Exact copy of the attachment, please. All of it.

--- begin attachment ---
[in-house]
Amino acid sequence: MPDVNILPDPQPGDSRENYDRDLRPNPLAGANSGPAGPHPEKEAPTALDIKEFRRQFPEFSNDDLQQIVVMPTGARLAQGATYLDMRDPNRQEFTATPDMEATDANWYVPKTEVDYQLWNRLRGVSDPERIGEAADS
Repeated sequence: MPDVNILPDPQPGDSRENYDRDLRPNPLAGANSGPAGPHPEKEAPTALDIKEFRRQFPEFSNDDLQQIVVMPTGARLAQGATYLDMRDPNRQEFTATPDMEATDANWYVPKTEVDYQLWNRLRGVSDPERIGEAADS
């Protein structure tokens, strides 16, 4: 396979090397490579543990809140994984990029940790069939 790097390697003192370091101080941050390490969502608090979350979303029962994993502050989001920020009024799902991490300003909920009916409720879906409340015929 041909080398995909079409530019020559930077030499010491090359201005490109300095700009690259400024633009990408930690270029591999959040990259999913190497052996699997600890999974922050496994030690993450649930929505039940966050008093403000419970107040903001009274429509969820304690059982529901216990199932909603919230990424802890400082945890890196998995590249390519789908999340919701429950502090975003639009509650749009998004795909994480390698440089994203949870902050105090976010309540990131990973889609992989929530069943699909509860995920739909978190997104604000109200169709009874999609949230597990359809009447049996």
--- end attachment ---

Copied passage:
[in-house]
Amino acid sequence: MPDVNILPDPQPGDSRENYDRDLRPNPLAGANSGPAGPHPEKEAPTALDIKEFRRQFPEFSNDDLQQIVVMPTGARLAQGATYLDMRDPNRQEFTATPDMEATDANWYVPKTEVDYQLWNRLRGVSDPERIGEAADS
Repeated sequence: MPDVNILPDPQPGDSRENYDRDLRPNPLAGANSGPAGPHPEKEAPTALDIKEFRRQFPEFSNDDLQQIVVMPTGARLAQGATYLDMRDPNRQEFTATPDMEATDANWYVPKTEVDYQLWNRLRGVSDPERIGEAADS
């Protein structure tokens, strides 16, 4: 396979090397490579543990809140994984990029940790069939 790097390697003192370091101080941050390490969502608090979350979303029962994993502050989001920020009024799902991490300003909920009916409720879906409340015929 041909080398995909079409530019020559930077030499010491090359201005490109300095700009690259400024633009990408930690270029591999959040990259999913190497052996699997600890999974922050496994030690993450649930929505039940966050008093403000419970107040903001009274429509969820304690059982529901216990199932909603919230990424802890400082945890890196998995590249390519789908999340919701429950502090975003639009509650749009998004795909994480390698440089994203949870902050105090976010309540990131990973889609992989929530069943699909509860995920739909978190997104604000109200169709009874999609949230597990359809009447049996």